Free Will and Determinism

Free will and Detrerminism

Free will

Generally we work on the assumption that we do have free will. We seem to be able to make choices about how we behave and how we act and we think that we could have behaved in a different way in the same circumstances. When we praise or blame others for how they behave this implies that we believe that they are free to chose how to act and therefore they are morally responsible for the consequences.

Non-religious Determinism:

However, there are various reasons why we might argue that people are not free to choose how to act.

Genetic Determinism:

  • your genes decide what you will be

In particular, a person who disagrees with genetic determinism might argue that:

  • Children often differ dramatically from their parents and from their siblings which implies that they are not fully determined by either nature or nurture.
  • Genes for physical characteristics can be affected by other things. A person genetically predisposed to grow tall will not reach their full potential height if they are malnourished. Therefore, genes for character traits can also be affected by other things. Perhaps something like meditation can be used to control a genetic inclination towards anger.
  • Whilst certain genes have been linked to certain types of behaviour it is highly unlikely that there is one gene for violence (for example). Genetics is a lot more complicated than that.

Physical Determinism:

  • It seems to make moral laws pointless.
  • It seems to make judgement pointless.
  • It does not seem to be fair - why would an omniscient loving God create the reprobate at all?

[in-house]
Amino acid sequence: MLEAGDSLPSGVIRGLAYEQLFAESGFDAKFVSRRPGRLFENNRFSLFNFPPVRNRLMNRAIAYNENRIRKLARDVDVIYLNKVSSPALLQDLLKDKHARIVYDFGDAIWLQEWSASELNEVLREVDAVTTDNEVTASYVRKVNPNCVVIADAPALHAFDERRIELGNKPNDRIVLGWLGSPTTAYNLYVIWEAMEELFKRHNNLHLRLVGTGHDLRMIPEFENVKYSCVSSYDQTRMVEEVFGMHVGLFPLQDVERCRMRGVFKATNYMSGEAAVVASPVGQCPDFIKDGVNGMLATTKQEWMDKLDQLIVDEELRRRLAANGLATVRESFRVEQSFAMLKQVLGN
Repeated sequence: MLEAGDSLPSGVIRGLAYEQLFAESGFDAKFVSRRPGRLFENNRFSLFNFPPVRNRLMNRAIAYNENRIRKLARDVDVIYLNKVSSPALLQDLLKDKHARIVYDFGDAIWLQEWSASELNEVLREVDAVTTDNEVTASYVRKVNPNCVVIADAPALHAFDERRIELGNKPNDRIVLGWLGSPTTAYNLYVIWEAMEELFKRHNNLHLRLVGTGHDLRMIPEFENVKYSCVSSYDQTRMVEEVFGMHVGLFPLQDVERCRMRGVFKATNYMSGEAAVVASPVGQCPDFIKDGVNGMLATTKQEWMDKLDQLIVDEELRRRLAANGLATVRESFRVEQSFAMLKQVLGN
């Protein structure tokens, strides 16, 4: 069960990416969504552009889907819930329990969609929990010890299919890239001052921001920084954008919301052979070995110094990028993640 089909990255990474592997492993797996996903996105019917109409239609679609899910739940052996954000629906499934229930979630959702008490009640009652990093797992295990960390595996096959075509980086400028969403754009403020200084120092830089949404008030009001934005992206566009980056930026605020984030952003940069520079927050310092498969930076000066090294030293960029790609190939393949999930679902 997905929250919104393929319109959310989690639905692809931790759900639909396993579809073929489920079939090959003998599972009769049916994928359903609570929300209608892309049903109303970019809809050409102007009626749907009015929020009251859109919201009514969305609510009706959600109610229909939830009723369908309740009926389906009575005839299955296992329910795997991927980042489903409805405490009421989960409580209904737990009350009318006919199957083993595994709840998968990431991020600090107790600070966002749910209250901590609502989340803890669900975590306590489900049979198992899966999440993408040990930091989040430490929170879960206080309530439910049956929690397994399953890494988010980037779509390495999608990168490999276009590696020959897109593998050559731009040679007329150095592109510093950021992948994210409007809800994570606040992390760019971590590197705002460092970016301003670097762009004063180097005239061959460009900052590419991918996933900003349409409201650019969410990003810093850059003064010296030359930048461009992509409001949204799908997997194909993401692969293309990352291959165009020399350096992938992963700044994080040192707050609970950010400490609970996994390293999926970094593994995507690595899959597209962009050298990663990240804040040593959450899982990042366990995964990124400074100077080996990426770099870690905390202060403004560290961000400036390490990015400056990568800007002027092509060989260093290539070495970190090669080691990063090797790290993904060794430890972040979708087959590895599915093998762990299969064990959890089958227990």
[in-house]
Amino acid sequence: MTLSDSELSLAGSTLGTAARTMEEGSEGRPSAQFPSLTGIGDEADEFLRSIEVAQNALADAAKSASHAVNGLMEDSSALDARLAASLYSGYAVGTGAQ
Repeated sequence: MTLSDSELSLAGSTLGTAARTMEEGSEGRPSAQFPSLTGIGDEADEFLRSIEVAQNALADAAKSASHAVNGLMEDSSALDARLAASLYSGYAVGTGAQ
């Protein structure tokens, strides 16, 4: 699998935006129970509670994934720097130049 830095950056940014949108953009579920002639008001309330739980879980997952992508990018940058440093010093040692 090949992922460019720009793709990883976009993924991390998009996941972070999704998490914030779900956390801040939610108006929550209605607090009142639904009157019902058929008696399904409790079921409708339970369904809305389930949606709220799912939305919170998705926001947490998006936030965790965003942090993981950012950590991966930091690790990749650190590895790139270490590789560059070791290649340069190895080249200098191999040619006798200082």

• There are many verses in the Bible which imply people do have a genuine choice in how they behave (although there are also verses which can be used to support predestination too).

The nature of God:

Another potential problem for the idea of free will is the doctrine of God's omniscience. If God is truly omniscient and knows the future as well as the past then he knows what we do before we do it. If he knows what we do then we cannot not do it (i.e. we cannot make the opposite choice). Some people argue that it is incoherent to maintain both that God is omniscient and human beings are free.

There are several possible responses to this problem:

  • God knows all possible outcomes but not which one we choose.
  • God knows the end result but not the means we choose to get there.
  • God could know, but chooses to limit his foreknowledge in order to allow us genuine freedom. This is analagous to sight. You can see, but you can choose to shut your eyes. God can choose to 'turn off' his foresight!
  • God is transcendent and therefore he does not see things 'before' they happen. All time is the present for God.


  • Humans are not free
  • God is not omniscient